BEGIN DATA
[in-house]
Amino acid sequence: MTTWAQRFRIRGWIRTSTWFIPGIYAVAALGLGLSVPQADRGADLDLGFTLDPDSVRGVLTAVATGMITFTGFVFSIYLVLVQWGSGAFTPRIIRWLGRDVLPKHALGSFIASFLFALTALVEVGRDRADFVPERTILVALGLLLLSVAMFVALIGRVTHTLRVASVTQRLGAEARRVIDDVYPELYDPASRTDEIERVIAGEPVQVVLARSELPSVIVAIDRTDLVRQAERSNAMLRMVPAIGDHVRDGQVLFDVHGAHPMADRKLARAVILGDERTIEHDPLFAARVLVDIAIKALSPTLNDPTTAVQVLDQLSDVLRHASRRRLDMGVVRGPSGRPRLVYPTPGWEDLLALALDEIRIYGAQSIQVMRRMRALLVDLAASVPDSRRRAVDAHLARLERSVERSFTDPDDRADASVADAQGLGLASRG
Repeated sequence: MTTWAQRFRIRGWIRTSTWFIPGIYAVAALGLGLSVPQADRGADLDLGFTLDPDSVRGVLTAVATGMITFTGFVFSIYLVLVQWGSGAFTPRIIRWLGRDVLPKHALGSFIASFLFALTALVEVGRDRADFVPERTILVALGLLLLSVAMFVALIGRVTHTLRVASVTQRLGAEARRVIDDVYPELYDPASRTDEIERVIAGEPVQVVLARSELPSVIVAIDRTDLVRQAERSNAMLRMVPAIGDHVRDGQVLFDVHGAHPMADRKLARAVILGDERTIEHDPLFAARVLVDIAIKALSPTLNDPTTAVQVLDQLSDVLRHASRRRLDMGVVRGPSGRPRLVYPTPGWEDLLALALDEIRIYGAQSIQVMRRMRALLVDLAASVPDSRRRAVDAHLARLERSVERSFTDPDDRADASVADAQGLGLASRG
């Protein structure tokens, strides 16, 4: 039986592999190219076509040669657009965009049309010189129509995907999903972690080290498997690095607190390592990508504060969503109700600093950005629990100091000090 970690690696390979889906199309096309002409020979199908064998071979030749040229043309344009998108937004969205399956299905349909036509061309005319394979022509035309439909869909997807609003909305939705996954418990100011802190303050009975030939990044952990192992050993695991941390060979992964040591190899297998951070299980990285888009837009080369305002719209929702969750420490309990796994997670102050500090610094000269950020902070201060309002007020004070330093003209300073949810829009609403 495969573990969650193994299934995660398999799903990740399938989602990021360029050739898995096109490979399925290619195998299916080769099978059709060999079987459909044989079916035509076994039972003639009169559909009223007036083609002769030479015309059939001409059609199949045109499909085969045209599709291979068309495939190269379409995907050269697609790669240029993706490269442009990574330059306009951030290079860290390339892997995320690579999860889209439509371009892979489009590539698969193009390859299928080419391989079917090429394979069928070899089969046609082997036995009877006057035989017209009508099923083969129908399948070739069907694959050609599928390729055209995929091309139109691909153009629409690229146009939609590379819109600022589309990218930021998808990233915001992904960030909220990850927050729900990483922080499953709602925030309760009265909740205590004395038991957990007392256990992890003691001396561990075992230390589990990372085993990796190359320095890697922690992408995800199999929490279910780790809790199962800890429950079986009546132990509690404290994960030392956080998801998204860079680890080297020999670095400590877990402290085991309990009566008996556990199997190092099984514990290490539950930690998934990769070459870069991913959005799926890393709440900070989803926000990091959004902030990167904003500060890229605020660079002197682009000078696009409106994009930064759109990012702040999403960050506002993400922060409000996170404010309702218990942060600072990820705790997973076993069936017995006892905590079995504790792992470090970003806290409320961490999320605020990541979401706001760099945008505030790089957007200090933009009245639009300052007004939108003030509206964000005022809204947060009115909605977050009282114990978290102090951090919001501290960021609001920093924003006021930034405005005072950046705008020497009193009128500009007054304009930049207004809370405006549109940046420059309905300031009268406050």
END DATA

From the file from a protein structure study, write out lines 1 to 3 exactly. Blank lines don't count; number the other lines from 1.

[in-house]
Amino acid sequence: MTTWAQRFRIRGWIRTSTWFIPGIYAVAALGLGLSVPQADRGADLDLGFTLDPDSVRGVLTAVATGMITFTGFVFSIYLVLVQWGSGAFTPRIIRWLGRDVLPKHALGSFIASFLFALTALVEVGRDRADFVPERTILVALGLLLLSVAMFVALIGRVTHTLRVASVTQRLGAEARRVIDDVYPELYDPASRTDEIERVIAGEPVQVVLARSELPSVIVAIDRTDLVRQAERSNAMLRMVPAIGDHVRDGQVLFDVHGAHPMADRKLARAVILGDERTIEHDPLFAARVLVDIAIKALSPTLNDPTTAVQVLDQLSDVLRHASRRRLDMGVVRGPSGRPRLVYPTPGWEDLLALALDEIRIYGAQSIQVMRRMRALLVDLAASVPDSRRRAVDAHLARLERSVERSFTDPDDRADASVADAQGLGLASRG
Repeated sequence: MTTWAQRFRIRGWIRTSTWFIPGIYAVAALGLGLSVPQADRGADLDLGFTLDPDSVRGVLTAVATGMITFTGFVFSIYLVLVQWGSGAFTPRIIRWLGRDVLPKHALGSFIASFLFALTALVEVGRDRADFVPERTILVALGLLLLSVAMFVALIGRVTHTLRVASVTQRLGAEARRVIDDVYPELYDPASRTDEIERVIAGEPVQVVLARSELPSVIVAIDRTDLVRQAERSNAMLRMVPAIGDHVRDGQVLFDVHGAHPMADRKLARAVILGDERTIEHDPLFAARVLVDIAIKALSPTLNDPTTAVQVLDQLSDVLRHASRRRLDMGVVRGPSGRPRLVYPTPGWEDLLALALDEIRIYGAQSIQVMRRMRALLVDLAASVPDSRRRAVDAHLARLERSVERSFTDPDDRADASVADAQGLGLASRG